1.    Create API Python File:
Using the editor of your choice, create a file named and paste the following code content into the file.

# *******************************************************************
# Bottle Example API
# Authors/Maintainers: Rich Nason (
# *******************************************************************

# Required Modules:
# =================

# Install Requirements via PIP
from bottle import Bottle, HTTPResponse  # Web server

# Bottle Parameters:
# ===================

VERSION = '0.0.1'     # API Version
BOTTLEIP = ''  # The IP that Bottle will listen on to serve the API
BOTTLEPORT = '80'   # The TCP port that bottle will use to serve the API

# Setup the Bottle WebServer Instance:
# ====================================

APP = Bottle(__name__)

# Index Route
@APP.route('/', method=['OPTIONS', 'GET'])
def index():
        resp_msg = "All systems reporting go for launch!!"
        body = {'version': VERSION, 'message': resp_msg}
        response = HTTPResponse(status=200, body=body)
        return response
    except Exception as err:
        body = {'version': VERSION, 'message': err}
        response = HTTPResponse(status=400, body=body)
        return response

# Start the Web Server
# =====================

if __name__ == '__main__':
        SERVER =, port=BOTTLEPORT, debug=True)
    except KeyboardInterrupt:

Commit the Codes!

Now that we have the directory, repositories and code file all set, its time to make our first commit.

1.    Commit:
From the command line, simply use the git add --all command to add all files in the current directory to the commit, and then use git commit -m "Message" command to make our commit.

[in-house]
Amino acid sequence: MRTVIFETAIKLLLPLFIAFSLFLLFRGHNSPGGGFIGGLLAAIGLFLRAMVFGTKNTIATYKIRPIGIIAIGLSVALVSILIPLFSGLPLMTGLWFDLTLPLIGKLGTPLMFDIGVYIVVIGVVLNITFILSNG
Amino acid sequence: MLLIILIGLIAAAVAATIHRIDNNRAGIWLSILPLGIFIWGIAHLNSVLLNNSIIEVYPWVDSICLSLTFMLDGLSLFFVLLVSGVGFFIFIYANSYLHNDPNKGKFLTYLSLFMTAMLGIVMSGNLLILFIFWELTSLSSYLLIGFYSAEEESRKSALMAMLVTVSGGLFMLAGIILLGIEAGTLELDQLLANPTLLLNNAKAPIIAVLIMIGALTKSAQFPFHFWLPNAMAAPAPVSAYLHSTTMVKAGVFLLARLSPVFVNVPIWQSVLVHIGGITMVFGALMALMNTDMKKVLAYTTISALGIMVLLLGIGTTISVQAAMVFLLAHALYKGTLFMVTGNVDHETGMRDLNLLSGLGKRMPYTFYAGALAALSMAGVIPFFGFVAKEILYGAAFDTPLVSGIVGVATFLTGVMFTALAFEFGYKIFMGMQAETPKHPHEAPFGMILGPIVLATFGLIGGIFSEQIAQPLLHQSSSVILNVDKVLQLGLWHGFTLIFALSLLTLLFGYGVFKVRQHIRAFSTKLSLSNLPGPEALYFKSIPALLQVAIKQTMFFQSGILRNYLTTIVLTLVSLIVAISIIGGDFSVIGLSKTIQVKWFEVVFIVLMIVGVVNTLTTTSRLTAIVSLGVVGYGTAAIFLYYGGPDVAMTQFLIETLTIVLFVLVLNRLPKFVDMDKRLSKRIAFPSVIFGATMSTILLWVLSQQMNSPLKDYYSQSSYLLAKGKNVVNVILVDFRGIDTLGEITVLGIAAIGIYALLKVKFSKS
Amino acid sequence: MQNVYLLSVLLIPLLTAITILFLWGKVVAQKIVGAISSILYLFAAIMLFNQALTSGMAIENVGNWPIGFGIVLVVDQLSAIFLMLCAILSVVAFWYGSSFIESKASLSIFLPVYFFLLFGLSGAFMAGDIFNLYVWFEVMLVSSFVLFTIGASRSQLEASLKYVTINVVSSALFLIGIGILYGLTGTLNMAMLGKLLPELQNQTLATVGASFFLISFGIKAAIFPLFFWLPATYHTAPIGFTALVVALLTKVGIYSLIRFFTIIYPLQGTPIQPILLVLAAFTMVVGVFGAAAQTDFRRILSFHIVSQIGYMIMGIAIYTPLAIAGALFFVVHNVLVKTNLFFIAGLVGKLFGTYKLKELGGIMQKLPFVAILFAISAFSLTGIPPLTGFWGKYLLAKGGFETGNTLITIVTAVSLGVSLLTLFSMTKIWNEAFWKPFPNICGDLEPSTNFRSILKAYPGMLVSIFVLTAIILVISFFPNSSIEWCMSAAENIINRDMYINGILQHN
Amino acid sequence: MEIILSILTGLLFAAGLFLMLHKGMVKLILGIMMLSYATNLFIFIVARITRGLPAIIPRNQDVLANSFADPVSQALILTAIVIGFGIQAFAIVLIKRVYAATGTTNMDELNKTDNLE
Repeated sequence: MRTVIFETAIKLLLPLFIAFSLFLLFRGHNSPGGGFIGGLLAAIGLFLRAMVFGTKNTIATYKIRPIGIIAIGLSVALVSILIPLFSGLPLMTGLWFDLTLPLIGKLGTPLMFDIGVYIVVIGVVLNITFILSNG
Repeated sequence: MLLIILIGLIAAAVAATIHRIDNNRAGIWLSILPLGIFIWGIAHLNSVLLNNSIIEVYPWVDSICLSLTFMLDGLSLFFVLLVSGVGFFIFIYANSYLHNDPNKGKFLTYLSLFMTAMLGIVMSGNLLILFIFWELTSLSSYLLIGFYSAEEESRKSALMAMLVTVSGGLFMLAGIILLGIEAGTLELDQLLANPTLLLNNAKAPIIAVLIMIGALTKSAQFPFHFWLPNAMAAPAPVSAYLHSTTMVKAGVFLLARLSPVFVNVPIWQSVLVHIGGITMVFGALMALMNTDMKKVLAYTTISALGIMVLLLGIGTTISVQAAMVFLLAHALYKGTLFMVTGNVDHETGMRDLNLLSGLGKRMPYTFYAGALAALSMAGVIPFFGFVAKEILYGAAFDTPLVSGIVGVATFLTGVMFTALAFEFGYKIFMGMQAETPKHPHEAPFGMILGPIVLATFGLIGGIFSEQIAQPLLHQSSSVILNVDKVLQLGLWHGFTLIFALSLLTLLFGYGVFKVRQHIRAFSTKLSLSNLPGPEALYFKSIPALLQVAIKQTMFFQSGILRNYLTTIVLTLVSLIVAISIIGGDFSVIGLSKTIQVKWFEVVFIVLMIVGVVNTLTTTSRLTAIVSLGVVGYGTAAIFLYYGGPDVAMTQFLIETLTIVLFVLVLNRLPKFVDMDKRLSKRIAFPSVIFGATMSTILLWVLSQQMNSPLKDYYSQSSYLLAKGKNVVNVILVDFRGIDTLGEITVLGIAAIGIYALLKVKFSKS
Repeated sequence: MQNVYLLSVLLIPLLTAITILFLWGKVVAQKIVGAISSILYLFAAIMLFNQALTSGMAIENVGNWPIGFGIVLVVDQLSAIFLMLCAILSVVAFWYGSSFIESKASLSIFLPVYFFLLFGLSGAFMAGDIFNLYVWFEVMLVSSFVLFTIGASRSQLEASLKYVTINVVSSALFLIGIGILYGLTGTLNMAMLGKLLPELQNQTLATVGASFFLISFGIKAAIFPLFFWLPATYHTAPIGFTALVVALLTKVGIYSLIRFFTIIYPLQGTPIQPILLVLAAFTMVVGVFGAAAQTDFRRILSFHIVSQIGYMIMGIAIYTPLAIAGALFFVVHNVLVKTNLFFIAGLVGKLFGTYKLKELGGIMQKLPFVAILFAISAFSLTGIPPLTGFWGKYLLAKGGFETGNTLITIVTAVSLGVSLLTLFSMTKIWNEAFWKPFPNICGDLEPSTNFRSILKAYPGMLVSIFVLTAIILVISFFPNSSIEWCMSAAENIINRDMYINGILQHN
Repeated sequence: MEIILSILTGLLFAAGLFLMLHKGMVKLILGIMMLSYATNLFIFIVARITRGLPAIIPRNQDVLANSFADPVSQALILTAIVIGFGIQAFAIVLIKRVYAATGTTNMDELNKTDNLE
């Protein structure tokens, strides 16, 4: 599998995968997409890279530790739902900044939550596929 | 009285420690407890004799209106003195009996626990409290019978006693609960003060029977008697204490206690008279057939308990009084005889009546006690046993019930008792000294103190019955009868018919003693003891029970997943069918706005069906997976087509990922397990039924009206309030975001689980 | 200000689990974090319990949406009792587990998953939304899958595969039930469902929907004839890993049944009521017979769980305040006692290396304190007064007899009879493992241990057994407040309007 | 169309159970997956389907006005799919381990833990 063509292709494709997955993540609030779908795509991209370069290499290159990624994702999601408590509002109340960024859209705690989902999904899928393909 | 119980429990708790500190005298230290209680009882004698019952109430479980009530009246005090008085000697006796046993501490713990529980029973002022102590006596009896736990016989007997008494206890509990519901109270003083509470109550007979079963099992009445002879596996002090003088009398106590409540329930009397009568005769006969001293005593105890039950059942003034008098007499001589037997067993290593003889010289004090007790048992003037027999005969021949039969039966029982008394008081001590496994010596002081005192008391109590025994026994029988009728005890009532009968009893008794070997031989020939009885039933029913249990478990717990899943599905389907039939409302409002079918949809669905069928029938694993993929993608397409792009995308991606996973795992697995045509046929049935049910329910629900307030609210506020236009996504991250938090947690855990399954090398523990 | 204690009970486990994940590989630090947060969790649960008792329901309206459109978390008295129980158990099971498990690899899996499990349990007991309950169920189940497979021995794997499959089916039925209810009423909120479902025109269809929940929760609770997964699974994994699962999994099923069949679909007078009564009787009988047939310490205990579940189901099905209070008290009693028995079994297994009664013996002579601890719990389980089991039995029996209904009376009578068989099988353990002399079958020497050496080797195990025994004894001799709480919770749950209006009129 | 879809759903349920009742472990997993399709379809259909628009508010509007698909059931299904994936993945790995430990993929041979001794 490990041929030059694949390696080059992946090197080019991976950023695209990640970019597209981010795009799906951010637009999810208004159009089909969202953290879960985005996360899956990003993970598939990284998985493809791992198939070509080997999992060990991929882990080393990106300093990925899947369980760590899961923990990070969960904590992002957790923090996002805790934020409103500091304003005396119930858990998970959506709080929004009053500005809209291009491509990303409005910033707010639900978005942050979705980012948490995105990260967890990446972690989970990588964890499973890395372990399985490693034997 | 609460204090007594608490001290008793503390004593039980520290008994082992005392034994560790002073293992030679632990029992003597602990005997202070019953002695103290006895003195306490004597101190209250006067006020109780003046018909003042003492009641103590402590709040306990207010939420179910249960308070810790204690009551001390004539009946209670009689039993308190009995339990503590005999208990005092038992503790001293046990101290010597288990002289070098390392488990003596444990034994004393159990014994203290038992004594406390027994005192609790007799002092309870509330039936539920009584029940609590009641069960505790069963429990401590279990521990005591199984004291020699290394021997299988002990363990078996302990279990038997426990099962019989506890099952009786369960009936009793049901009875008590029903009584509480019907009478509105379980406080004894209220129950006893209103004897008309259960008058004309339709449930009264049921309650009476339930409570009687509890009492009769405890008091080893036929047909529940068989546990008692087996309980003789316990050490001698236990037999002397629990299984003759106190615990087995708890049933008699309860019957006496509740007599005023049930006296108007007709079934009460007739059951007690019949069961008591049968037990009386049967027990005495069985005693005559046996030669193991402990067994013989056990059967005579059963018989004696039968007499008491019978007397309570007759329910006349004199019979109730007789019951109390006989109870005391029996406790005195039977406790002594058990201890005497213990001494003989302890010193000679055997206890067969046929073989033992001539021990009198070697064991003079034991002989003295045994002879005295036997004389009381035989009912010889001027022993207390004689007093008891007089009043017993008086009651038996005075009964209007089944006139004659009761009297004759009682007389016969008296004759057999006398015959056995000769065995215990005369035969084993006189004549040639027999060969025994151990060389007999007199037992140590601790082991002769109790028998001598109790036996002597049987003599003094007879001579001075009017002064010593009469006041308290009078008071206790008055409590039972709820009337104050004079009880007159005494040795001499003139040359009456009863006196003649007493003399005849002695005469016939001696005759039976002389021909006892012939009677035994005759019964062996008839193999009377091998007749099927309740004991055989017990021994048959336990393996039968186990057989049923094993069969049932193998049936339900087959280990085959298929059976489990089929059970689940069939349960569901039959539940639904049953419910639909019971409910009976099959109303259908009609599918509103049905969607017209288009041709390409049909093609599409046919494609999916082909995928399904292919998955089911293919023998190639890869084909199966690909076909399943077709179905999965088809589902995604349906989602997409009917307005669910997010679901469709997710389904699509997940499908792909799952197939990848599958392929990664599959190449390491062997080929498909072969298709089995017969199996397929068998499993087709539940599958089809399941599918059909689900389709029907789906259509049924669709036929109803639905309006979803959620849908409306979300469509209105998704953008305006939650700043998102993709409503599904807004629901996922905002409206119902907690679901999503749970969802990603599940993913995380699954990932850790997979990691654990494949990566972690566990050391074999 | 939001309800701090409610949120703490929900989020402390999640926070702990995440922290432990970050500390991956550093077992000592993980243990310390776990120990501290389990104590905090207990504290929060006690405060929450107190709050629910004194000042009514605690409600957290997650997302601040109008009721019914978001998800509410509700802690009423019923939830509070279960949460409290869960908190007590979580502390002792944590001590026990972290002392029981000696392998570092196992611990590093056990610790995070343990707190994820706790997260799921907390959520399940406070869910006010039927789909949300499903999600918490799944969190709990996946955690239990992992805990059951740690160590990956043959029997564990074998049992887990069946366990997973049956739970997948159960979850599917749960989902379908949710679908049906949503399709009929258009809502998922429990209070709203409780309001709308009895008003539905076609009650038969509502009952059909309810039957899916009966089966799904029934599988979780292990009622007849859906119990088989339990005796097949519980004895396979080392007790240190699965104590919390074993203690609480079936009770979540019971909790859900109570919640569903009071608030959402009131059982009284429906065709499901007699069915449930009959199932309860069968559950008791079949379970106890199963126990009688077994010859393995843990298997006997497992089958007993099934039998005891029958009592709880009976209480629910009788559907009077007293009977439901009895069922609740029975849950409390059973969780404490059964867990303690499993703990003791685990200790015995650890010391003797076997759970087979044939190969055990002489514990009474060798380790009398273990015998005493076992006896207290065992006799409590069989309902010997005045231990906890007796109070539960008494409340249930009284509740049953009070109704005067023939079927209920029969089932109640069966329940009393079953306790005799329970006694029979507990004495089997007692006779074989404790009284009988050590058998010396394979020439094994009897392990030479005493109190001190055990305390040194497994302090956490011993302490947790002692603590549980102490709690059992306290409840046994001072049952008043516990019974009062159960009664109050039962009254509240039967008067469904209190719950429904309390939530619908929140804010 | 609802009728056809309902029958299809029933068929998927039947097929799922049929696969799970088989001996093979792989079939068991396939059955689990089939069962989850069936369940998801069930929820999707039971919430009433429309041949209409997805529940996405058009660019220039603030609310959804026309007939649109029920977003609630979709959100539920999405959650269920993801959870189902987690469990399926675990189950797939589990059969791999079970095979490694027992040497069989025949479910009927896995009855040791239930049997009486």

git add --all; git commit -m "Initial Code Commit"

Command Console Output:

[master (root-commit) d79b1f8] Initial Code Commit
 1 files changed, 54 insertions(+)
 create mode 100644

2.    Push your Commit:
Last we need to simply push our commit(s) (Multiple commits can be pushed together). We do this simply by using git push command.

GIT Command:

when using the git push command, we need to supply 2 parameters.

  • The name of the remote repository that we configured when we added the remote repository to the local repository.
  • The branch name that we want to push to.
By default when we create a project we only have the master branch, however as the repository grows multiple branches can exist within the same repository.


git push origin master

Command Console Output:

Counting objects: 5, done.
Delta compression using up to 4 threads.
Compressing objects: 100% (5/5), done.
Writing objects: 100% (5/5), 4.14 KiB | 0 bytes/s, done.
Total 5 (delta 0), reused 0 (delta 0)
To ssh://
 * [new branch]      master -> master

3.    Verify, and Do a Little Dance!:

Once the push has completed, you can log back into CodeCommit, click the repository, and you should see your new commit. Congratulations, you have successfully pushed your first commit to Gitlab!

Commit Verification

CodeCommit Conclusion

In this walk through, we configured a CodeCommit repository, we configured the repository and workstation for proper access, we created a code base, and we successfully pushed that code base to our new repository. Using CodeCommit to track code changes for multiple repositories and multiple branches in each repository is simple and easy. The same steps and procedures that apply to other SCM's such as Gitlab, BitBucket, Github, etc.. will also apply to CodeCommit.

CodeCommit Additional Resources

No Additional Resources.

CodeCommit Site/Information References

No Additional References.